Coworking Grows Up: Industry Insights from Kris Elliott

“Coworking is the only industry I can think of that gets cooler with time,” said Kris Elliott, Chief Operating Officer of Novel Coworking. “The older I get, the more relevant the industry gets. How many people can say that?”

Elliott has the experience to make the call on “cool” for coworking, too. Since her time as an MBA student at Troy University in 1999, Elliott has worked in the flexible office space industry.

“It was an accident, really. I was trying to find something I could do while getting my MBA,” she said. She found a position writing contracts for Omni Offices’ national sales department—and that job proved to be the beginning of a long career in the flexible office space industry.

Omni Offices was bought by HQ Global Workplaces, which was eventually bought by Regus in 2004. Elliott stayed with the company through these changes, eventually working as Senior Vice President for Regus before stepping away to start Preferred Office Network with her business partners in 2010. Today, Preferred Office Network offers flexible workplace solutions to growing corporate clients via its network of nearly 600 independent coworking locations, the largest of its kind in North America.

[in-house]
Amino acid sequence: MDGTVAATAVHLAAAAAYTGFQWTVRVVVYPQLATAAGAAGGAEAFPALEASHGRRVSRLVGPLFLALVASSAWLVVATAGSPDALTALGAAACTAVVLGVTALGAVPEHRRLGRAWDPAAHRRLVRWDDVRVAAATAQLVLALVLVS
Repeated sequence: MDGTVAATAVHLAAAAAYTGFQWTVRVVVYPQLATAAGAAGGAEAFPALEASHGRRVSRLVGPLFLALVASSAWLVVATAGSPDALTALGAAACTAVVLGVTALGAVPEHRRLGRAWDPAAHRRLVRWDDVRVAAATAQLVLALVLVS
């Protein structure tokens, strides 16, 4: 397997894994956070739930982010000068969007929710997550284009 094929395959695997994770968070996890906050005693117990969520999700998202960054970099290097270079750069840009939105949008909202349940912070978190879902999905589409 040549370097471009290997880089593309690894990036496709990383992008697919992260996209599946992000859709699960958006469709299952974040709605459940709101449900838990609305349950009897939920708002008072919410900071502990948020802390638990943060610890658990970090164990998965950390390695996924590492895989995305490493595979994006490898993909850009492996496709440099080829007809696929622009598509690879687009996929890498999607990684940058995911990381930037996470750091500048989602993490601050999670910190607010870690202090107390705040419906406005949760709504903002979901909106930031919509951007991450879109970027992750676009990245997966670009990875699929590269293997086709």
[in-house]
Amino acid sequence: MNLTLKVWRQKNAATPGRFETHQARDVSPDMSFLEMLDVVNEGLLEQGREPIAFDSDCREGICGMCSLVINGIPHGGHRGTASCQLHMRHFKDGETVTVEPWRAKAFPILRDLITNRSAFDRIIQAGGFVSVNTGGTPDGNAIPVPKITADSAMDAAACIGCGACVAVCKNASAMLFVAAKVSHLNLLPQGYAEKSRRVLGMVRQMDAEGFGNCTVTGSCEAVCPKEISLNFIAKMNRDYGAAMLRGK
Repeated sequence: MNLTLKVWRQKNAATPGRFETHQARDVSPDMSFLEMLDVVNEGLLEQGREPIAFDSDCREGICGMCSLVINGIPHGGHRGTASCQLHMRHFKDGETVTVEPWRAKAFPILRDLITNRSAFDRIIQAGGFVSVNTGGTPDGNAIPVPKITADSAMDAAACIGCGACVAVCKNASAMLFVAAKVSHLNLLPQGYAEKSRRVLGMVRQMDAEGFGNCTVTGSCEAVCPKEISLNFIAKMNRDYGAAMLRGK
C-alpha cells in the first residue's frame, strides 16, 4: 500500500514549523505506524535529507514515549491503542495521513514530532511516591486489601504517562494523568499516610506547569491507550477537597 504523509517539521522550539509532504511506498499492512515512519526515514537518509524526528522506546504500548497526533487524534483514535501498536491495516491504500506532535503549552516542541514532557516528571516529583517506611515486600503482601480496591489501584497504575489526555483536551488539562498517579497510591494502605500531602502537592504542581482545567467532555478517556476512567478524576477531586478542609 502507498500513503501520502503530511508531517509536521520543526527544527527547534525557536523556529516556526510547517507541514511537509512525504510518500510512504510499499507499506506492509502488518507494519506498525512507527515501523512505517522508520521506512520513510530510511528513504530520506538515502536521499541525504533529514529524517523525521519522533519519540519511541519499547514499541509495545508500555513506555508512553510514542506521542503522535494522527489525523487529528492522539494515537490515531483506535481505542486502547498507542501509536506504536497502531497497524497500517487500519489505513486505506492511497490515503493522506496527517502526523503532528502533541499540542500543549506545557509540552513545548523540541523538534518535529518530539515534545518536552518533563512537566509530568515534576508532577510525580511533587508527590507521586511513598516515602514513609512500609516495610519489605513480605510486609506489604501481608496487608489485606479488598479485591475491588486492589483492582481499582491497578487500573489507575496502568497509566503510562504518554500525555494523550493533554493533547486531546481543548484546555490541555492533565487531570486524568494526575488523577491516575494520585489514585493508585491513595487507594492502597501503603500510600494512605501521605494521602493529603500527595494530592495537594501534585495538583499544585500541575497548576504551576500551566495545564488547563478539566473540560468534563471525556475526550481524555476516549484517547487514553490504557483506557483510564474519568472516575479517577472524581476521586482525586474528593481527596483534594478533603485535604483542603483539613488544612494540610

Coworking Changes

“I used to sell office space,” Elliott said of her first several years in the industry. “Today, that’s not at all what I do. Today, I create experiences that people want to be part of. Our beautiful spaces are vibrant and alive and our clients determine the direction of our progress.” she said.

That focus on hospitality, she said, is the core of modern coworking. This client-centric approach stems from the wide variety of reasons for why clients to come into a space.

“We’re building these experiences to touch everyone,” Elliott said. From the introverted entrepreneur trying to push out of their comfort zone and into a community to the large corporation shifting toward a more modern form of consuming office space, the challenge of coworking is designing a service package for everyone.

“It has to work for everybody in their own way,” she said.

Major industry disruptions, like WeWork’s arrival on the coworking scene to challenge the Regus monopoly, function on innovators’ ability to fill specific, unaddressed client needs. For example, Elliott’s current position is with Novel Coworking, which buys their buildings in order to maximize control and create a more customizable, affordable option for their clients.

“We believe that everybody should be able to afford a great office,” she said.

Owning their buildings allows them to put client logos in their building lobbies and custom build suites and full-floor spaces for clients. Elliott explained that Novel Coworking noted that clients in the coworking industry can struggle with a sense of business identity. Their emphasis on control over their own spaces and customization ability filled a need in a specific segment of the industry.

“We constantly think about what that traditional tenant might like better about a traditional office environment. And then we say, ‘How can we put that in our building?’” Elliott explained.

She said Novel Coworking custom-built an entire floor for one of their major clients, Sunrun. “They get a custom solution, it feels like a traditional office space, but it has all the bells and whistles and service of a coworking space.”